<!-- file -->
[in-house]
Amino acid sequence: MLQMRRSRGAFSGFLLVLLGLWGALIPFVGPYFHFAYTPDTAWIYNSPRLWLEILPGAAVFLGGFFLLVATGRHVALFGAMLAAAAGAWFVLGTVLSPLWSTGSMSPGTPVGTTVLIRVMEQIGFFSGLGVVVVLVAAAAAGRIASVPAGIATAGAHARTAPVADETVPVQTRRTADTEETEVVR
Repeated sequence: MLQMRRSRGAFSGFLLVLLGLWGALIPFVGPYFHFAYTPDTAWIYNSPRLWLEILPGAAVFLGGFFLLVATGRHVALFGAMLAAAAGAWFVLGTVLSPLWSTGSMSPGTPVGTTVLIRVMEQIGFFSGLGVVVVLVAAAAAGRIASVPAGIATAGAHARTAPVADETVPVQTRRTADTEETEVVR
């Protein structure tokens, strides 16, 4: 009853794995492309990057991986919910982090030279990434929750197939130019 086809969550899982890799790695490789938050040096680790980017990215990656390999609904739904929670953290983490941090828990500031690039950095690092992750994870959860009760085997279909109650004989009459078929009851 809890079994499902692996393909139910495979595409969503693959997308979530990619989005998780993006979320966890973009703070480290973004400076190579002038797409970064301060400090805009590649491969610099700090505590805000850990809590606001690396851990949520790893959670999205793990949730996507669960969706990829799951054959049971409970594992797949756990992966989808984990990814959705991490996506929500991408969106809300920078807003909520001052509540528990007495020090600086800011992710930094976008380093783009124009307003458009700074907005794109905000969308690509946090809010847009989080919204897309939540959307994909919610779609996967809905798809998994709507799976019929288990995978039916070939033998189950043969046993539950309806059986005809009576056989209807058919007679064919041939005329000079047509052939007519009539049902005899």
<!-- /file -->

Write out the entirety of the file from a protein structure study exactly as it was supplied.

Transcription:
[in-house]
Amino acid sequence: MLQMRRSRGAFSGFLLVLLGLWGALIPFVGPYFHFAYTPDTAWIYNSPRLWLEILPGAAVFLGGFFLLVATGRHVALFGAMLAAAAGAWFVLGTVLSPLWSTGSMSPGTPVGTTVLIRVMEQIGFFSGLGVVVVLVAAAAAGRIASVPAGIATAGAHARTAPVADETVPVQTRRTADTEETEVVR
Repeated sequence: MLQMRRSRGAFSGFLLVLLGLWGALIPFVGPYFHFAYTPDTAWIYNSPRLWLEILPGAAVFLGGFFLLVATGRHVALFGAMLAAAAGAWFVLGTVLSPLWSTGSMSPGTPVGTTVLIRVMEQIGFFSGLGVVVVLVAAAAAGRIASVPAGIATAGAHARTAPVADETVPVQTRRTADTEETEVVR
């Protein structure tokens, strides 16, 4: 009853794995492309990057991986919910982090030279990434929750197939130019 086809969550899982890799790695490789938050040096680790980017990215990656390999609904739904929670953290983490941090828990500031690039950095690092992750994870959860009760085997279909109650004989009459078929009851 809890079994499902692996393909139910495979595409969503693959997308979530990619989005998780993006979320966890973009703070480290973004400076190579002038797409970064301060400090805009590649491969610099700090505590805000850990809590606001690396851990949520790893959670999205793990949730996507669960969706990829799951054959049971409970594992797949756990992966989808984990990814959705991490996506929500991408969106809300920078807003909520001052509540528990007495020090600086800011992710930094976008380093783009124009307003458009700074907005794109905000969308690509946090809010847009989080919204897309939540959307994909919610779609996967809905798809998994709507799976019929288990995978039916070939033998189950043969046993539950309806059986005809009576056989209807058919007679064919041939005329000079047509052939007519009539049902005899």